11 IATI will support and and value to existing systems like the DAC and AIMS, not undermine or duplicate them; IATI will NOT create a new mega-database – instead, it will develop a four-part standard for publishing aid information, consisting of: 1) agreement on what will be published; 2) common definitions for sharing information ; 3) a common electronic data format; 4) a code of conduct. If the information is standardised (items 2 and 3 above) it can be published in any document and on any website and still be accessible and useable. The underlying principle is publish once, use many times IATI: a common standard for aid information

12 Countries would not have to change their classifications

13 How the data might look to a user

14 Benefits to donors Publish information once, rather than responding to multiple, ad-hoc data requests, including under FoI legislation Improved understanding of citizens and parliamentarians in donor countries – helps make the case for aid Demonstrate to constituencies that are tackling corruption and ensuring that aid is well spent Better understanding of other donor activities at country level In some cases, improve information sharing between HQ and country levels within donor agencies Publication can help to ensure better quality information Better information can facilitate higher quality research and evaluation Stronger focus on results – help to understand what works and what doesnt Potential for greater automation of reporting over time

15 Benefits to partner country governments More up to date information on current and future donor activities to inform AIMS and strengthen planning and budgeting Reduced transaction costs through automation of data exchange Improve coverage and quality of information available Help to support AIMS by: –Making it easier for partners to collect and use aid information from donors –Ensuring information is public – many AIMS are not –Creating political pressure to ensure that donors report fully to AIMS –Ensuring more qualitative information is published –Promoting accessibility to stakeholders –Common definitions – to adapt locally where needed Meeting information needs of line ministries, not just finance and planning Strengthen mutual accountability through improved information on donor performance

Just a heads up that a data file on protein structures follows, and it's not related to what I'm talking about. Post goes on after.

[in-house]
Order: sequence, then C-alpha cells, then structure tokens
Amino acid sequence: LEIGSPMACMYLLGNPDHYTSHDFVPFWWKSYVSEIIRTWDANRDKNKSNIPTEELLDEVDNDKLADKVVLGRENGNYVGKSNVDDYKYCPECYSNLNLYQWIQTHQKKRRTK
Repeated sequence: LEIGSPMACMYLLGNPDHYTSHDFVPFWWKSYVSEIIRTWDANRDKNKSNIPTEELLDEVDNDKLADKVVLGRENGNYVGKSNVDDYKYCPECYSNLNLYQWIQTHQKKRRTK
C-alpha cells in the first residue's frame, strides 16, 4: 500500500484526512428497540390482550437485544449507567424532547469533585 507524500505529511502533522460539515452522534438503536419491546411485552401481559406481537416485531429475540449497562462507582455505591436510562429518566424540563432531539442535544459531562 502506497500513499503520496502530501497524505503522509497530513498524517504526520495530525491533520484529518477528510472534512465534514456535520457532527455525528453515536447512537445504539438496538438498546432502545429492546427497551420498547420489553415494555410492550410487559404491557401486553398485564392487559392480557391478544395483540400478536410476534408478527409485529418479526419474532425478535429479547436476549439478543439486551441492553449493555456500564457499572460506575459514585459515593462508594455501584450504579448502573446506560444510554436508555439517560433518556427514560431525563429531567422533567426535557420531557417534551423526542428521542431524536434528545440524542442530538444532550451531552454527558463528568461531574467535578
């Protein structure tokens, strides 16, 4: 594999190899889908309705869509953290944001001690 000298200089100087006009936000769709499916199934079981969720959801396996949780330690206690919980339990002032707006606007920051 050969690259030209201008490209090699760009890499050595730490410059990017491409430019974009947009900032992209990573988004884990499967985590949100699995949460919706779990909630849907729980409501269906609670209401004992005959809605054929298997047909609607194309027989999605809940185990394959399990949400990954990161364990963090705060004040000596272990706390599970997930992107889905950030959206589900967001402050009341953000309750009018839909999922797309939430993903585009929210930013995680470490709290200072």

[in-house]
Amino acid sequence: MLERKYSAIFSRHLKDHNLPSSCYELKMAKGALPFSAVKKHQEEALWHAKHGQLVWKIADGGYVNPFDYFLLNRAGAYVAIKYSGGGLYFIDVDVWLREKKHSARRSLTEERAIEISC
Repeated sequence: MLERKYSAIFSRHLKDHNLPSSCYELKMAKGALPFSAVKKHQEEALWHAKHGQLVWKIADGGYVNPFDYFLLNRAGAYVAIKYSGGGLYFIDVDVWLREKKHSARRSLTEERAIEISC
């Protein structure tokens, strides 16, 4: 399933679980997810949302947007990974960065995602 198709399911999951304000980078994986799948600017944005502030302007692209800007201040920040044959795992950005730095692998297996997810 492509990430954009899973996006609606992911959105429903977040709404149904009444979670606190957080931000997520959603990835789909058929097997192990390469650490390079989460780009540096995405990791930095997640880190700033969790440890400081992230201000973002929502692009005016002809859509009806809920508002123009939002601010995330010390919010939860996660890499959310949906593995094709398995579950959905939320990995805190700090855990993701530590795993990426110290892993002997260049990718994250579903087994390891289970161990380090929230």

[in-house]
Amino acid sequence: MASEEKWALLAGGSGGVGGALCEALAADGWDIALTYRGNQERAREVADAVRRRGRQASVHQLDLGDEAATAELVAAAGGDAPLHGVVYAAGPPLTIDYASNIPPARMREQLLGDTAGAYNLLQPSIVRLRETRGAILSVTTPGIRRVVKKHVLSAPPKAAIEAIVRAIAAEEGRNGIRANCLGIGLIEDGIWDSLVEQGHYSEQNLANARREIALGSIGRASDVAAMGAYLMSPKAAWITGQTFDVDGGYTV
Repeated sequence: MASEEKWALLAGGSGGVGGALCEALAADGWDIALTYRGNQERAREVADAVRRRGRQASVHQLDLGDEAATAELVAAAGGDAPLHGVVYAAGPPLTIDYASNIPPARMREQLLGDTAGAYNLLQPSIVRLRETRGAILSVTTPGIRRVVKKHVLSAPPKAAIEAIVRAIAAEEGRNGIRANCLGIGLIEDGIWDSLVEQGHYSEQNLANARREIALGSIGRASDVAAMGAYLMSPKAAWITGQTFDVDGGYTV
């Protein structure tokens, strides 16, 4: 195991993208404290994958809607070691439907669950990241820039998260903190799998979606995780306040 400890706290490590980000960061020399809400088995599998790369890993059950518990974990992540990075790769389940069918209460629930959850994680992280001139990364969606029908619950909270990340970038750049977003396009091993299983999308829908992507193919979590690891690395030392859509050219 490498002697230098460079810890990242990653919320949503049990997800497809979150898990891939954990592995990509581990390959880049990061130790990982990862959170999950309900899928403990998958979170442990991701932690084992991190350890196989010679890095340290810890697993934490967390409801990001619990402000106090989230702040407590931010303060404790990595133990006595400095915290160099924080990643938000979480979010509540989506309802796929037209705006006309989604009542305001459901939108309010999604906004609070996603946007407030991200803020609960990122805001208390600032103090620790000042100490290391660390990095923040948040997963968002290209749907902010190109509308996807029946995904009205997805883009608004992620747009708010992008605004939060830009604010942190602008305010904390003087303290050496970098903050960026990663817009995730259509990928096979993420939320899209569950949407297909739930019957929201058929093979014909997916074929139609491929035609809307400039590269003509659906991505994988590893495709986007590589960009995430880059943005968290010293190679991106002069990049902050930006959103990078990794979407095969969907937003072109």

16 Benefits to CSOs and parliamentarians Access to much more detailed and up-to-date information on donor spending More qualitative information available Improved ability to track use of resources and hold donors and governments accountable Better able to participate in decision making processes through improved information More and better information available on specific areas through intermediaries More accessible information

17 IATI will support and add value to existing systems like the DAC and AIMS, not undermine or duplicate them; Develop a four-part standard for publishing aid information; Partner countries will have access to more up-to-date information on current and future aid allocations; Parliamentarians and CSOs will benefit from increased access to more detailed and timely data to demand accountability; Donors will publish their aid information once, rather than respond to many requests; Information intermediaries will be able to collect data automatically and offer a wider range of tailor-made services. What IATI will do

18 Duplicate the work of the CRS – which is designed for a specific purpose Create a parallel set of definitions and classifications - this work will only take place where no existing classifications exist Design a new database – one database cannot meet all needs Push a one-size-fits-all approach onto donors or partner countries – –Donors use existing systems and convert to IATI format –information published will be tailored to country circumstances Strengthen partner country transparency – this is important work, but is taking place elsewhere What IATI will NOT do

19 IATI governance & management Secretariat: DFID, UNDP, Development Initiatives for Poverty Research (DIPR) Funding: Netherlands, Ireland, Finland, Switzerland, UK. Australia, Germany, Norway Multi-stakeholder Steering Committee Multi-stakeholder Technical Advisory Group (TAG) Full IATI membership: donor signatories and partners who have endorsed New IATI observer category Partner country consultations led by UNDP Civil society consultations led by Reality of Aid

20 Next steps Phase 1 standards agreed by IATI signatories on 7 th July 2010 Phase 2 and 3 standards: aiming for agreement by December 2010 January 2011: Early implementers will start publishing in line with IATI standards November 2011: Aim for all signatories to implement phase 1 standards

21 Publish once, use often